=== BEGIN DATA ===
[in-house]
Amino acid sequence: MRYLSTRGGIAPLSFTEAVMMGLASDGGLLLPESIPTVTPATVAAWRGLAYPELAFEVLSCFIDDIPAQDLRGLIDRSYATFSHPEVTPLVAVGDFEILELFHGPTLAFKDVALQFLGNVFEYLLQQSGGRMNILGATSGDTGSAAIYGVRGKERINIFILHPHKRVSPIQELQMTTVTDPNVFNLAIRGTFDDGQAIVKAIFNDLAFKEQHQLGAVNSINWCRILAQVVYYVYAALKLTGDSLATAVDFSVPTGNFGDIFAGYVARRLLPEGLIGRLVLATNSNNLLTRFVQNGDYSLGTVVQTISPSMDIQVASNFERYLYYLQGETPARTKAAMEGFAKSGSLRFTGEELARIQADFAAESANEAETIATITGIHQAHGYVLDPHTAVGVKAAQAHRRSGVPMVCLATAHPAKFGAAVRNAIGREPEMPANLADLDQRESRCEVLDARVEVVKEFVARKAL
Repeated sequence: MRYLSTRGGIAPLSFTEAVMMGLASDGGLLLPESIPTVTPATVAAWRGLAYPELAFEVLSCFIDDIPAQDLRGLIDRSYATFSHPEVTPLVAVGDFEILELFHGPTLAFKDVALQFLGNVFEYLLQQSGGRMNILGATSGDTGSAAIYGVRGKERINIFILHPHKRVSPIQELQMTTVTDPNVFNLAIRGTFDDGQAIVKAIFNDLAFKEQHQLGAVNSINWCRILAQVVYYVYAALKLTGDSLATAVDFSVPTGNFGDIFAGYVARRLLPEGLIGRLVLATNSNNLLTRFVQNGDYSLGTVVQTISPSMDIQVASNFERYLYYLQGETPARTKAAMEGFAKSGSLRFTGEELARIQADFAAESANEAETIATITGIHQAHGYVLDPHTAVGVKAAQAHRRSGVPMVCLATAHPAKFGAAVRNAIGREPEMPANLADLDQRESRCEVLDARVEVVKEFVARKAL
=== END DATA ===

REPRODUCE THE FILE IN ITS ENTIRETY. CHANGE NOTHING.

[in-house]
Amino acid sequence: MRYLSTRGGIAPLSFTEAVMMGLASDGGLLLPESIPTVTPATVAAWRGLAYPELAFEVLSCFIDDIPAQDLRGLIDRSYATFSHPEVTPLVAVGDFEILELFHGPTLAFKDVALQFLGNVFEYLLQQSGGRMNILGATSGDTGSAAIYGVRGKERINIFILHPHKRVSPIQELQMTTVTDPNVFNLAIRGTFDDGQAIVKAIFNDLAFKEQHQLGAVNSINWCRILAQVVYYVYAALKLTGDSLATAVDFSVPTGNFGDIFAGYVARRLLPEGLIGRLVLATNSNNLLTRFVQNGDYSLGTVVQTISPSMDIQVASNFERYLYYLQGETPARTKAAMEGFAKSGSLRFTGEELARIQADFAAESANEAETIATITGIHQAHGYVLDPHTAVGVKAAQAHRRSGVPMVCLATAHPAKFGAAVRNAIGREPEMPANLADLDQRESRCEVLDARVEVVKEFVARKAL
Repeated sequence: MRYLSTRGGIAPLSFTEAVMMGLASDGGLLLPESIPTVTPATVAAWRGLAYPELAFEVLSCFIDDIPAQDLRGLIDRSYATFSHPEVTPLVAVGDFEILELFHGPTLAFKDVALQFLGNVFEYLLQQSGGRMNILGATSGDTGSAAIYGVRGKERINIFILHPHKRVSPIQELQMTTVTDPNVFNLAIRGTFDDGQAIVKAIFNDLAFKEQHQLGAVNSINWCRILAQVVYYVYAALKLTGDSLATAVDFSVPTGNFGDIFAGYVARRLLPEGLIGRLVLATNSNNLLTRFVQNGDYSLGTVVQTISPSMDIQVASNFERYLYYLQGETPARTKAAMEGFAKSGSLRFTGEELARIQADFAAESANEAETIATITGIHQAHGYVLDPHTAVGVKAAQAHRRSGVPMVCLATAHPAKFGAAVRNAIGREPEMPANLADLDQRESRCEVLDARVEVVKEFVARKAL